gonna play devils advocate, red7: links to autism haven't been disproved by real science. and the effectiveness of vaccination is hard to question- IF it's all about statistics and "the greatest good for the greatest number". which is, for the most part, ok with me. but IF there were a statistical correlation with some minority of kids sensitive to vaccine ingredients, don't you think this angle should also be pursued (while continuing to vaccinate, let's say) so that if there is a risk, and it's possible to reduce it, this can be done? i just think the propagandistic stuff is dangerous because it simply discourages this kind of research. but not half as much as big pharma money does... again, science hasn't proven there's no risk only that the evidence for it is far from conclusive. even the video admits correlation. why not continue to investigate the correlation? we couldn't possibly spend as much money on this as big parma is spending in it's suppression and ridicule.

You keep using the word "propagandistic" against people concerned with the unsubstantiated (and unscientific) claims of the anti-vax crowd, yet you're using propagandistic anti-vax language like "big pharma."

I'm a little confused by this... are you saying that anti-vax people have a special privilege in this regard?

And what of "big pharma?" You say that "big pharma" is spending a lot of money on "suppression and ridicule." That's a big claim. I don't doubt that it's NOT TRUE, but I haven't seen any evidence to say that it IS TRUE. All I'm hearing is a lot of innuendo.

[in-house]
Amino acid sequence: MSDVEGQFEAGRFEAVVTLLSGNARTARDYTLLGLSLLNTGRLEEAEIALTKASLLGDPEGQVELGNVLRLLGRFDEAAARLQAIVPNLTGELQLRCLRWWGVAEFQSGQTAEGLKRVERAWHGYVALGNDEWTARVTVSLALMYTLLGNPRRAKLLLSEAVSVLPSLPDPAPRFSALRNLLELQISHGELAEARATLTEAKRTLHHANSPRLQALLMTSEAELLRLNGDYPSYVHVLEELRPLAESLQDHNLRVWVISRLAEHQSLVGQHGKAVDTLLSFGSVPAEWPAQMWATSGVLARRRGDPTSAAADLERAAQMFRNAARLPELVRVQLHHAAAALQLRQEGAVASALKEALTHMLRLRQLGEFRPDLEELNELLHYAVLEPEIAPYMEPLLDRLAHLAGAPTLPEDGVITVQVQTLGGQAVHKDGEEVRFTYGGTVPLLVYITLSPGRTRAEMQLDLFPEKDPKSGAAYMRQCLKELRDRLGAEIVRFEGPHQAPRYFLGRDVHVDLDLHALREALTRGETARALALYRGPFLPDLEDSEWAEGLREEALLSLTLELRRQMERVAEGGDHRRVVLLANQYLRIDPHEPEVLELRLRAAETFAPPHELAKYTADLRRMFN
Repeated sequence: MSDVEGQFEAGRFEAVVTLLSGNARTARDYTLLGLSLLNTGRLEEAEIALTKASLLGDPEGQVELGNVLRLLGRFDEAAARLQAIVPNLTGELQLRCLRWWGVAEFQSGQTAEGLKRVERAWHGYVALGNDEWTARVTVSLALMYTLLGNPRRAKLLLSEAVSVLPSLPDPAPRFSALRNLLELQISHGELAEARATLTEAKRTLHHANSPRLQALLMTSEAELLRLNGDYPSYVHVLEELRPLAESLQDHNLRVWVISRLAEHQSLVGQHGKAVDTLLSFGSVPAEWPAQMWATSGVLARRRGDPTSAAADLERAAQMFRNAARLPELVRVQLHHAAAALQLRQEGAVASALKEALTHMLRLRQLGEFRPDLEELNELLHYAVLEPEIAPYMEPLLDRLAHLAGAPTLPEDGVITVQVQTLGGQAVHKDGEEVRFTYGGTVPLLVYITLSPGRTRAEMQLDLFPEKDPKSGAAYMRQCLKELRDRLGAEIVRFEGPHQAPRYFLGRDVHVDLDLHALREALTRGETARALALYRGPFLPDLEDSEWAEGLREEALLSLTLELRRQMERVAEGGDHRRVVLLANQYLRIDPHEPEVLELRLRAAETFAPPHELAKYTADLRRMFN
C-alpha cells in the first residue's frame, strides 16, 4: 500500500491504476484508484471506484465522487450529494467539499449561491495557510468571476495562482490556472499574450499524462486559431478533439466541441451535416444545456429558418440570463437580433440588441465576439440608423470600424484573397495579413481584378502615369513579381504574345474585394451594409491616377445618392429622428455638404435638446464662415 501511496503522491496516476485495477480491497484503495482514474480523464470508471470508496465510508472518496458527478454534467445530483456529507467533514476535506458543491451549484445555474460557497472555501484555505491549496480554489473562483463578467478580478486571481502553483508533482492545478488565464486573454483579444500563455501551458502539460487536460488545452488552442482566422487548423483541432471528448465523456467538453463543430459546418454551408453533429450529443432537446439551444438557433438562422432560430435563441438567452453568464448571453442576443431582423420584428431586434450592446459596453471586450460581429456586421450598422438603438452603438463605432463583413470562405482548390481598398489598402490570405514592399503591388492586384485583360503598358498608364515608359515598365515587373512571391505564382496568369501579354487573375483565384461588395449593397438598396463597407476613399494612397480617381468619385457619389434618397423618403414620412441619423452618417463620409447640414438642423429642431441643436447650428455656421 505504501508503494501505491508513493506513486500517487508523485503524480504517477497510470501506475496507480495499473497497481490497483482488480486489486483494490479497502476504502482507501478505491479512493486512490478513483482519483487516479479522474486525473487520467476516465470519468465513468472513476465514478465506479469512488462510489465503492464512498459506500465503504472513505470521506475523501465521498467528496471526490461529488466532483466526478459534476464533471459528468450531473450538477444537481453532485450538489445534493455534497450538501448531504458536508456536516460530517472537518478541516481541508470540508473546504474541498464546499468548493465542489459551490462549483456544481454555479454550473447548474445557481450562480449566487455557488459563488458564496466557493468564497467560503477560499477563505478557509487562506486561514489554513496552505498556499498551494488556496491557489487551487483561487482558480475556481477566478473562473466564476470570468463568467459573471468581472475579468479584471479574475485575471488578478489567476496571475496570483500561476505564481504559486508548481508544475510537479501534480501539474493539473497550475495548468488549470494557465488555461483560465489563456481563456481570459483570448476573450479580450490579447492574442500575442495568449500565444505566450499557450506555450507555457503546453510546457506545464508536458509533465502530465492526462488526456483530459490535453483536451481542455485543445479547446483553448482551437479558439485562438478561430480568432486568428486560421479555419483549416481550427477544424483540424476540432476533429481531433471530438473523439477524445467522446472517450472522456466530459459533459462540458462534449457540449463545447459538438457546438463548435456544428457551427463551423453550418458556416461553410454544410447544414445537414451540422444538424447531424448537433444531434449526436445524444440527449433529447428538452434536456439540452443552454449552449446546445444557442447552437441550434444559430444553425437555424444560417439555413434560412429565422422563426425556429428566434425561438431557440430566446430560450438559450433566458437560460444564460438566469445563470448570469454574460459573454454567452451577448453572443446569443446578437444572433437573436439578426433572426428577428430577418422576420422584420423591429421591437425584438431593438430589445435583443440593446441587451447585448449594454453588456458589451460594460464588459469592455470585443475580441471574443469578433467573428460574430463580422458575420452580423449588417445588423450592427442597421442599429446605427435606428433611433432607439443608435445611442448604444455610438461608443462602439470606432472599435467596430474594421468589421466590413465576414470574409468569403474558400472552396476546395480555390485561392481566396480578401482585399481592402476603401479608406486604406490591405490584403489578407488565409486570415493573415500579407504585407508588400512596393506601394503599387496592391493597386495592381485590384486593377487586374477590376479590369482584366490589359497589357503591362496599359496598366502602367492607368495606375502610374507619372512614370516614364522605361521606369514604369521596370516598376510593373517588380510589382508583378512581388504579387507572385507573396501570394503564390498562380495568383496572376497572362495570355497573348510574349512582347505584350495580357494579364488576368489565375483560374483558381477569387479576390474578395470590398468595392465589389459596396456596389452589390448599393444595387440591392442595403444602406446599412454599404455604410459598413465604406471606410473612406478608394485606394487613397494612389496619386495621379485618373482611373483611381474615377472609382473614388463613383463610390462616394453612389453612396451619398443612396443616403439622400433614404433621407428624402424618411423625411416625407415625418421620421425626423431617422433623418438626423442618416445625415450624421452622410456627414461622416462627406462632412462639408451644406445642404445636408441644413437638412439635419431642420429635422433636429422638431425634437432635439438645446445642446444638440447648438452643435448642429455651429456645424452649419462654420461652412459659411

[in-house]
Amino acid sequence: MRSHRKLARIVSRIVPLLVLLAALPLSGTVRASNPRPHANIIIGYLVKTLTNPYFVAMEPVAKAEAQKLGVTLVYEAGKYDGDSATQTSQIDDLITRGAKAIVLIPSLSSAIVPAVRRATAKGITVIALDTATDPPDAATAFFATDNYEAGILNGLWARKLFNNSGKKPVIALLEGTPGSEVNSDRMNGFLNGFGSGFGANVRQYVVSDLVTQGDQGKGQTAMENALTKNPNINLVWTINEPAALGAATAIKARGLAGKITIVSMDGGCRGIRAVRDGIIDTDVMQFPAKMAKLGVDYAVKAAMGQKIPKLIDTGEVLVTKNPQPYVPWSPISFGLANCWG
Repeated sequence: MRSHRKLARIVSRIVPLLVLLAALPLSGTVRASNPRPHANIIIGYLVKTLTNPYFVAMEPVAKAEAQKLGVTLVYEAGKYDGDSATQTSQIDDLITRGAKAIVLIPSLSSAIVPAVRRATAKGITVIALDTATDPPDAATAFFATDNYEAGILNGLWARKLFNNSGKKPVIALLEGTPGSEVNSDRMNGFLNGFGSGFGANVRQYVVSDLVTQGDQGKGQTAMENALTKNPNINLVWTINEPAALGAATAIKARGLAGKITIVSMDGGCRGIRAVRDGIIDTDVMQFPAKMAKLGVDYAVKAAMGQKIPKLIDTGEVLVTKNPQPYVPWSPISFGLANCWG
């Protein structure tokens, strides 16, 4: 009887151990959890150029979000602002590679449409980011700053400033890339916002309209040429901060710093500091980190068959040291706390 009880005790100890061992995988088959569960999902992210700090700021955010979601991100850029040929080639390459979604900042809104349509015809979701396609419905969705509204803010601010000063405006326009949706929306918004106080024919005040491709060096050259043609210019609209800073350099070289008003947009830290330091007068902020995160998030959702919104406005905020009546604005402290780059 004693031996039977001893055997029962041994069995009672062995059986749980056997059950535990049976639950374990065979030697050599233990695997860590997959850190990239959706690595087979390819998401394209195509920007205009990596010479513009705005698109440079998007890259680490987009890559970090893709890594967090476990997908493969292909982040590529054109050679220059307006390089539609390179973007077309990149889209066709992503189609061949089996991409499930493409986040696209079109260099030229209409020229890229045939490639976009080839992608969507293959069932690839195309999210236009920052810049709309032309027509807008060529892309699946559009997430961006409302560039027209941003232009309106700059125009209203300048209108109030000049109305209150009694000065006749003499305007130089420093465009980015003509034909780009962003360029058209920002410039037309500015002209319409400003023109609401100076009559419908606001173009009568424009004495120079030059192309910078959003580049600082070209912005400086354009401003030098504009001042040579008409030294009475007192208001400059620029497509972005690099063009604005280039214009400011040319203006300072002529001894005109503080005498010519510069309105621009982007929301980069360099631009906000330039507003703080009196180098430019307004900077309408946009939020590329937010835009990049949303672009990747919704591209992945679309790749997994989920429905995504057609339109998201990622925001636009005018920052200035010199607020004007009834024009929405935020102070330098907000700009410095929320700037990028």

your assumption that it's not true strikes me as pollyannish in the extreme, especially for one apparently familiar with "the story thus far".

i don't see my job as providing "evidence" for abuses of the science/business relationship. it's not hard to find, especially in this area. i'm not a scientist, i'm an expert in propaganda. i'm just saying we can win this without the use of blatantly manipulative and disengeuous propaganda a la the other side. make of this what you will.

btw, in a large sense we've already won, as per the landmark new york case ruling earlier this year (which my ex-wife the antivaxxer was involved with) shows. i'm not even sure what the current danger is that this video is trying to address. if it's directed at individuals who will refuse vaccination "come hell or high water" as a matter of personal ideology, well, they probably won't even watch it and won't be very impressed if they do. so what's the point?

for me, the bottom line is: my kids are back in school, and had to be vaccinated in order to return to the educational cesspool. what more can i ask?

The best current individual strategy is to have everybody ELSE vaccinated and exempt your family, thus getting the benefits of a vaccinated population whilst avoiding any potential risks of vaccinating yourself and your child. Game theory 101.

just from my own reading of bigdaddymalcontent's past comments, i'd like to see what he has to say about this.

The Video's show that there was some increase in both vaccination and autism diagnosis at the same time. Additional evidence shows that eliminating controversial substances from the vaccines does not precipitate a decrease in the disease.

There are a series of studies that have been done on the causality and all came up negative. The data on increases in autism is bad because of diagnosis changes. If a correlation exists I would strongly urge research into such a correlation despite evidence against causation. But it seems very hard to believe that causation exists without a correlation.